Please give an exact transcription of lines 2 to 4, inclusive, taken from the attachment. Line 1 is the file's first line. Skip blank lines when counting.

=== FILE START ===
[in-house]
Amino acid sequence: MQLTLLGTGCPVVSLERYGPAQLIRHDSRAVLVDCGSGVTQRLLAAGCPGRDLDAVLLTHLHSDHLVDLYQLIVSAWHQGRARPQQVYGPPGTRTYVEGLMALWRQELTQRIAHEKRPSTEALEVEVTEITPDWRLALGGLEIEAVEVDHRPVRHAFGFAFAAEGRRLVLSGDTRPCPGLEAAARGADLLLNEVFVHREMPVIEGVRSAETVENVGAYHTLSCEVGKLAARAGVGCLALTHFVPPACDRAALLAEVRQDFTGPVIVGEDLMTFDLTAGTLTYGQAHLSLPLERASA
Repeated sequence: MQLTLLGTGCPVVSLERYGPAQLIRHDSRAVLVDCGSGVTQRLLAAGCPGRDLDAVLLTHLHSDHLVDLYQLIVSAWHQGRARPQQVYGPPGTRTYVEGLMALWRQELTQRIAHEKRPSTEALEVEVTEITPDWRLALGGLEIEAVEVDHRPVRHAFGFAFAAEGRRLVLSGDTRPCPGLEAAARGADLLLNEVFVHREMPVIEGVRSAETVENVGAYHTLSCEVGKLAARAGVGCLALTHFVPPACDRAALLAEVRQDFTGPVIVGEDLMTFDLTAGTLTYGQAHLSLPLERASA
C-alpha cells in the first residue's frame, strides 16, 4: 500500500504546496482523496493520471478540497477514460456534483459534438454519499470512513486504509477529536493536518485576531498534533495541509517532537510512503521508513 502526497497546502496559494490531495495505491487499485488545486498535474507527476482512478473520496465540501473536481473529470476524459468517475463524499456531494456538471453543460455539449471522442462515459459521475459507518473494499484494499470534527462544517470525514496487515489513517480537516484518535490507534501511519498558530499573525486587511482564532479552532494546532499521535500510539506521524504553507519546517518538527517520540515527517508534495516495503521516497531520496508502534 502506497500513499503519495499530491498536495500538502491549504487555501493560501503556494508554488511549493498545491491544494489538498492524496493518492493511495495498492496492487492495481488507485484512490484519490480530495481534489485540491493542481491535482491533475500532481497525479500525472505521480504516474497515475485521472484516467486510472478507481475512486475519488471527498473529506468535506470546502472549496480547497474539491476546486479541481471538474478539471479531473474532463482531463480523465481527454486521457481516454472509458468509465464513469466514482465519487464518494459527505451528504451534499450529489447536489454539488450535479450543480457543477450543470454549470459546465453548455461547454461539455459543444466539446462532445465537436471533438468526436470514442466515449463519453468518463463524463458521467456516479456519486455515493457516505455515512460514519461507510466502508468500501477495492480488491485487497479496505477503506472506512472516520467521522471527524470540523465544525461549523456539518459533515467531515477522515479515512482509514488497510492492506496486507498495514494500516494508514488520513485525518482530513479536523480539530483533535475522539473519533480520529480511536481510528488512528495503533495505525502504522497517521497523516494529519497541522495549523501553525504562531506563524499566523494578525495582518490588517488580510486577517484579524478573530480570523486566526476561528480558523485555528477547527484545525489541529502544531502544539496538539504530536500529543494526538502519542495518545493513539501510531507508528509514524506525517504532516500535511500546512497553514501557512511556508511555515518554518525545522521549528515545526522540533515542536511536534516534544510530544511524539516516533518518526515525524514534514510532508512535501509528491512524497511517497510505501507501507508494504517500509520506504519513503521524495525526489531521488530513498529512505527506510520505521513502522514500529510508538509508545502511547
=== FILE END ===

Amino acid sequence: MQLTLLGTGCPVVSLERYGPAQLIRHDSRAVLVDCGSGVTQRLLAAGCPGRDLDAVLLTHLHSDHLVDLYQLIVSAWHQGRARPQQVYGPPGTRTYVEGLMALWRQELTQRIAHEKRPSTEALEVEVTEITPDWRLALGGLEIEAVEVDHRPVRHAFGFAFAAEGRRLVLSGDTRPCPGLEAAARGADLLLNEVFVHREMPVIEGVRSAETVENVGAYHTLSCEVGKLAARAGVGCLALTHFVPPACDRAALLAEVRQDFTGPVIVGEDLMTFDLTAGTLTYGQAHLSLPLERASA
Repeated sequence: MQLTLLGTGCPVVSLERYGPAQLIRHDSRAVLVDCGSGVTQRLLAAGCPGRDLDAVLLTHLHSDHLVDLYQLIVSAWHQGRARPQQVYGPPGTRTYVEGLMALWRQELTQRIAHEKRPSTEALEVEVTEITPDWRLALGGLEIEAVEVDHRPVRHAFGFAFAAEGRRLVLSGDTRPCPGLEAAARGADLLLNEVFVHREMPVIEGVRSAETVENVGAYHTLSCEVGKLAARAGVGCLALTHFVPPACDRAALLAEVRQDFTGPVIVGEDLMTFDLTAGTLTYGQAHLSLPLERASA
C-alpha cells in the first residue's frame, strides 16, 4: 500500500504546496482523496493520471478540497477514460456534483459534438454519499470512513486504509477529536493536518485576531498534533495541509517532537510512503521508513 502526497497546502496559494490531495495505491487499485488545486498535474507527476482512478473520496465540501473536481473529470476524459468517475463524499456531494456538471453543460455539449471522442462515459459521475459507518473494499484494499470534527462544517470525514496487515489513517480537516484518535490507534501511519498558530499573525486587511482564532479552532494546532499521535500510539506521524504553507519546517518538527517520540515527517508534495516495503521516497531520496508502534 502506497500513499503519495499530491498536495500538502491549504487555501493560501503556494508554488511549493498545491491544494489538498492524496493518492493511495495498492496492487492495481488507485484512490484519490480530495481534489485540491493542481491535482491533475500532481497525479500525472505521480504516474497515475485521472484516467486510472478507481475512486475519488471527498473529506468535506470546502472549496480547497474539491476546486479541481471538474478539471479531473474532463482531463480523465481527454486521457481516454472509458468509465464513469466514482465519487464518494459527505451528504451534499450529489447536489454539488450535479450543480457543477450543470454549470459546465453548455461547454461539455459543444466539446462532445465537436471533438468526436470514442466515449463519453468518463463524463458521467456516479456519486455515493457516505455515512460514519461507510466502508468500501477495492480488491485487497479496505477503506472506512472516520467521522471527524470540523465544525461549523456539518459533515467531515477522515479515512482509514488497510492492506496486507498495514494500516494508514488520513485525518482530513479536523480539530483533535475522539473519533480520529480511536481510528488512528495503533495505525502504522497517521497523516494529519497541522495549523501553525504562531506563524499566523494578525495582518490588517488580510486577517484579524478573530480570523486566526476561528480558523485555528477547527484545525489541529502544531502544539496538539504530536500529543494526538502519542495518545493513539501510531507508528509514524506525517504532516500535511500546512497553514501557512511556508511555515518554518525545522521549528515545526522540533515542536511536534516534544510530544511524539516516533518518526515525524514534514510532508512535501509528491512524497511517497510505501507501507508494504517500509520506504519513503521524495525526489531521488530513498529512505527506510520505521513502522514500529510508538509508545502511547